Cameras picked up the two white trucks carrying bombs and fighters through the bush towards Somalia’s most secure military base, home to U.S. special forces, foreign trainers and the Somali special forces they mentor.
The alarm was raised. By the time the al Shabaab insurgents were a few hundred yards from the perimeter of Baledogle military airfield on Monday, Danaab – Somalia’s elite commandos – were waiting, their trainers beside them, Reuters reports.
One truck bomb detonated far from the perimeter fence. Eight attackers in uniforms jumped from the other, but Danaab soldiers gunned them down almost immediately, said a Somali security official.
Then the second truck was hit by a U.S. air strike. The explosion was captured on video footage provided to Reuters by two security experts.
Al Shabaab, an Islamist militant group, has launched a string of complex attacks in the past two months on Somali security forces, African Union peacekeepers and – on Monday – European Union and U.S. forces.
But local and international security officials dismissed Monday’s attack on Baledogle – which followed a separate bomb attack on an Italian military convoy – as a high-profile stunt rather than a serious assault.
“This is a publicity stunt,” said the Somali security official who provided details of the attack on condition of anonymity. “Baledogle military airfield is very highly defended. It’s not easy (to attack). You can always try, but you will not succeed.”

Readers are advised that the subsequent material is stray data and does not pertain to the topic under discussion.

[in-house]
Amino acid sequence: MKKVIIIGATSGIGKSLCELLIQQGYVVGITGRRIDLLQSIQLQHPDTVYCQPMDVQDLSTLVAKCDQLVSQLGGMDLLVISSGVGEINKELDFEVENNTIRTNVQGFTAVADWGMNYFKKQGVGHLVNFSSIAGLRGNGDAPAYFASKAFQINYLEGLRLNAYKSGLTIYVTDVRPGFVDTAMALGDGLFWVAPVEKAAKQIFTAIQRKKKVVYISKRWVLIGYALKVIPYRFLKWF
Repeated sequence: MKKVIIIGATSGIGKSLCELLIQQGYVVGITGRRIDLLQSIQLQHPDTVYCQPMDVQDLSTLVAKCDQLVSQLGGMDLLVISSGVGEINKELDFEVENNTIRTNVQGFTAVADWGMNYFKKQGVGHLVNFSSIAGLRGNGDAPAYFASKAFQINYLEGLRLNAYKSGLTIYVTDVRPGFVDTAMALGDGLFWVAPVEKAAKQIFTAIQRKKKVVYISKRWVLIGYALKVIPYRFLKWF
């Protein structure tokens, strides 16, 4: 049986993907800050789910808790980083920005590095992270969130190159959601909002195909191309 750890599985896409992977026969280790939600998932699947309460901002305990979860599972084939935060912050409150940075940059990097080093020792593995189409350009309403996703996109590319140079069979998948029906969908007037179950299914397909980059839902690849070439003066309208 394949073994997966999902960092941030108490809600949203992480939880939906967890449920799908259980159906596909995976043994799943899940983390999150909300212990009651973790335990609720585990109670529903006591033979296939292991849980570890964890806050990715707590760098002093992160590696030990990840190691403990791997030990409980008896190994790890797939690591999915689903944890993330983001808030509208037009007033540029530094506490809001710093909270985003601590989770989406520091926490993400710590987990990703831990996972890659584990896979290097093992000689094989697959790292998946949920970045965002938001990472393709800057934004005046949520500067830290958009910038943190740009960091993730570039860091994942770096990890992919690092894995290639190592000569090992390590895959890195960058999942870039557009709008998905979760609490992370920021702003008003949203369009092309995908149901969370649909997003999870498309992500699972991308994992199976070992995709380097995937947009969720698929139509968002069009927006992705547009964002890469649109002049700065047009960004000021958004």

The attacks are unlikely to influence the commitment to training Somalia forces or a review of the U.S. military presence in Africa as it focuses attention on China and Russia, a U.S. defence official said.
There are usually between 6,000 and 7,000 U.S. troops in Africa, with about 6,500 there currently, the official said. Potential troop reductions do not include Somalia, now home to between 650 and 800 U.S. troops. The review is expected to be completed this month and will then go to the secretary of defence and chairman of the joint chiefs.
Despite persistent attacks, Somalia’s international partners are more concerned with rising political tensions between the federal government and member states and reducing corruption among the Somali troops they are training to take over security responsibility from an African Union peacekeeping force.
Partners have struggled to cut graft in the Somali army by building a payroll system based on biometric data. In December 2017, the U.S. government suspended aid including food, fuel and stipends for around 18 months to units not directly supervised until accountability was strengthened.